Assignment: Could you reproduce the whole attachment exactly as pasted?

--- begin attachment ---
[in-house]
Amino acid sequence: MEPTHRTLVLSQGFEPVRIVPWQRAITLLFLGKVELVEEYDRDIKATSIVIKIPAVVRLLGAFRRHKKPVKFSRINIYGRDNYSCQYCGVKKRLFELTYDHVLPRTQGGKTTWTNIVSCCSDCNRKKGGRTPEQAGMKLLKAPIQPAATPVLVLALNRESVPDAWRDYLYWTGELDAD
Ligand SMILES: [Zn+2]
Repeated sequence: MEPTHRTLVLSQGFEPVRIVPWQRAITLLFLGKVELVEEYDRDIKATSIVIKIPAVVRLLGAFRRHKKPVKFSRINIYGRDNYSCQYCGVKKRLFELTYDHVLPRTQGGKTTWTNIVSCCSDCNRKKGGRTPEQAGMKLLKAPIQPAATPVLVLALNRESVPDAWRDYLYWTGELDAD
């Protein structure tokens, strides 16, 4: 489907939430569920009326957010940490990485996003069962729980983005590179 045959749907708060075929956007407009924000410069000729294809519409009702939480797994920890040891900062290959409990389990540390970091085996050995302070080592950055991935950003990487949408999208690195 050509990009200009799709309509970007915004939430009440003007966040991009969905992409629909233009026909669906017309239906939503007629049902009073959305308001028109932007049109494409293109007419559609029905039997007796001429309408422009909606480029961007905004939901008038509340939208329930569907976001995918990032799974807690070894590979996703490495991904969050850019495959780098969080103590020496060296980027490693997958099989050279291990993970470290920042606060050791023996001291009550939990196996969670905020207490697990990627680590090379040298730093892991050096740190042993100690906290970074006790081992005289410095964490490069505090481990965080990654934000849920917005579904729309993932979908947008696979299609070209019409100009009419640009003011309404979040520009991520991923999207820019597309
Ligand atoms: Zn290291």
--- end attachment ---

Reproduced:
[in-house]
Amino acid sequence: MEPTHRTLVLSQGFEPVRIVPWQRAITLLFLGKVELVEEYDRDIKATSIVIKIPAVVRLLGAFRRHKKPVKFSRINIYGRDNYSCQYCGVKKRLFELTYDHVLPRTQGGKTTWTNIVSCCSDCNRKKGGRTPEQAGMKLLKAPIQPAATPVLVLALNRESVPDAWRDYLYWTGELDAD
Ligand SMILES: [Zn+2]
Repeated sequence: MEPTHRTLVLSQGFEPVRIVPWQRAITLLFLGKVELVEEYDRDIKATSIVIKIPAVVRLLGAFRRHKKPVKFSRINIYGRDNYSCQYCGVKKRLFELTYDHVLPRTQGGKTTWTNIVSCCSDCNRKKGGRTPEQAGMKLLKAPIQPAATPVLVLALNRESVPDAWRDYLYWTGELDAD
């Protein structure tokens, strides 16, 4: 489907939430569920009326957010940490990485996003069962729980983005590179 045959749907708060075929956007407009924000410069000729294809519409009702939480797994920890040891900062290959409990389990540390970091085996050995302070080592950055991935950003990487949408999208690195 050509990009200009799709309509970007915004939430009440003007966040991009969905992409629909233009026909669906017309239906939503007629049902009073959305308001028109932007049109494409293109007419559609029905039997007796001429309408422009909606480029961007905004939901008038509340939208329930569907976001995918990032799974807690070894590979996703490495991904969050850019495959780098969080103590020496060296980027490693997958099989050279291990993970470290920042606060050791023996001291009550939990196996969670905020207490697990990627680590090379040298730093892991050096740190042993100690906290970074006790081992005289410095964490490069505090481990965080990654934000849920917005579904729309993932979908947008696979299609070209019409100009009419640009003011309404979040520009991520991923999207820019597309
Ligand atoms: Zn290291």